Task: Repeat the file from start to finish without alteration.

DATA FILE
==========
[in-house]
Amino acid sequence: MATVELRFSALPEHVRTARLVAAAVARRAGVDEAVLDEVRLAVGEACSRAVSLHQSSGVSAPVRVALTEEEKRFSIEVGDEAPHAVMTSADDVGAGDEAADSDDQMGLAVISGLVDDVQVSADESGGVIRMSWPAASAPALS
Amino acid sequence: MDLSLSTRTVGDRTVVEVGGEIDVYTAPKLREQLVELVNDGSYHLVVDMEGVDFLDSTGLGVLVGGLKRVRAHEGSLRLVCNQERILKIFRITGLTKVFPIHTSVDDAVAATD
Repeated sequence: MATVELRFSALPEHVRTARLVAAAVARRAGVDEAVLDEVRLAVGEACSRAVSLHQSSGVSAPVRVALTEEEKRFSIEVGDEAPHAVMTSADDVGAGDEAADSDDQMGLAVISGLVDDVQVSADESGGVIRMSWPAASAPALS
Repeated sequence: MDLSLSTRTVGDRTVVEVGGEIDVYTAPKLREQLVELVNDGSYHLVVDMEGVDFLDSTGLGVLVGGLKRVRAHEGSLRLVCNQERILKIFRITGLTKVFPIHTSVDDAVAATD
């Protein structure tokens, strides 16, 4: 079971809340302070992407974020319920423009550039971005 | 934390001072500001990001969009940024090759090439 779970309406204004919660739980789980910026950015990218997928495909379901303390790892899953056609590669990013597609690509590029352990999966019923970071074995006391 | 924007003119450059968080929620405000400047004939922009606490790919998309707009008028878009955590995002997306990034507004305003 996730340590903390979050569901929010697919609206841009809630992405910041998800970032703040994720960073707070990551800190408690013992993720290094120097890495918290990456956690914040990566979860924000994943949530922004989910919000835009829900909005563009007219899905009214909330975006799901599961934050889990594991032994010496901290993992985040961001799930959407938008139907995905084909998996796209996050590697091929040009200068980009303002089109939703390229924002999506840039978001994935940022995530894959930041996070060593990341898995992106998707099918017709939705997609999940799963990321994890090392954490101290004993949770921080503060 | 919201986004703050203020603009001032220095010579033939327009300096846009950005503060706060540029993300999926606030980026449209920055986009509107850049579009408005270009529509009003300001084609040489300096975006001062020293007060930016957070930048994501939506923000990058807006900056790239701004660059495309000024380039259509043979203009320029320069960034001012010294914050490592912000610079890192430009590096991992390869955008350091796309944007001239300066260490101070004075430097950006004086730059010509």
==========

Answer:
[in-house]
Amino acid sequence: MATVELRFSALPEHVRTARLVAAAVARRAGVDEAVLDEVRLAVGEACSRAVSLHQSSGVSAPVRVALTEEEKRFSIEVGDEAPHAVMTSADDVGAGDEAADSDDQMGLAVISGLVDDVQVSADESGGVIRMSWPAASAPALS
Amino acid sequence: MDLSLSTRTVGDRTVVEVGGEIDVYTAPKLREQLVELVNDGSYHLVVDMEGVDFLDSTGLGVLVGGLKRVRAHEGSLRLVCNQERILKIFRITGLTKVFPIHTSVDDAVAATD
Repeated sequence: MATVELRFSALPEHVRTARLVAAAVARRAGVDEAVLDEVRLAVGEACSRAVSLHQSSGVSAPVRVALTEEEKRFSIEVGDEAPHAVMTSADDVGAGDEAADSDDQMGLAVISGLVDDVQVSADESGGVIRMSWPAASAPALS
Repeated sequence: MDLSLSTRTVGDRTVVEVGGEIDVYTAPKLREQLVELVNDGSYHLVVDMEGVDFLDSTGLGVLVGGLKRVRAHEGSLRLVCNQERILKIFRITGLTKVFPIHTSVDDAVAATD
């Protein structure tokens, strides 16, 4: 079971809340302070992407974020319920423009550039971005 | 934390001072500001990001969009940024090759090439 779970309406204004919660739980789980910026950015990218997928495909379901303390790892899953056609590669990013597609690509590029352990999966019923970071074995006391 | 924007003119450059968080929620405000400047004939922009606490790919998309707009008028878009955590995002997306990034507004305003 996730340590903390979050569901929010697919609206841009809630992405910041998800970032703040994720960073707070990551800190408690013992993720290094120097890495918290990456956690914040990566979860924000994943949530922004989910919000835009829900909005563009007219899905009214909330975006799901599961934050889990594991032994010496901290993992985040961001799930959407938008139907995905084909998996796209996050590697091929040009200068980009303002089109939703390229924002999506840039978001994935940022995530894959930041996070060593990341898995992106998707099918017709939705997609999940799963990321994890090392954490101290004993949770921080503060 | 919201986004703050203020603009001032220095010579033939327009300096846009950005503060706060540029993300999926606030980026449209920055986009509107850049579009408005270009529509009003300001084609040489300096975006001062020293007060930016957070930048994501939506923000990058807006900056790239701004660059495309000024380039259509043979203009320029320069960034001012010294914050490592912000610079890192430009590096991992390869955008350091796309944007001239300066260490101070004075430097950006004086730059010509």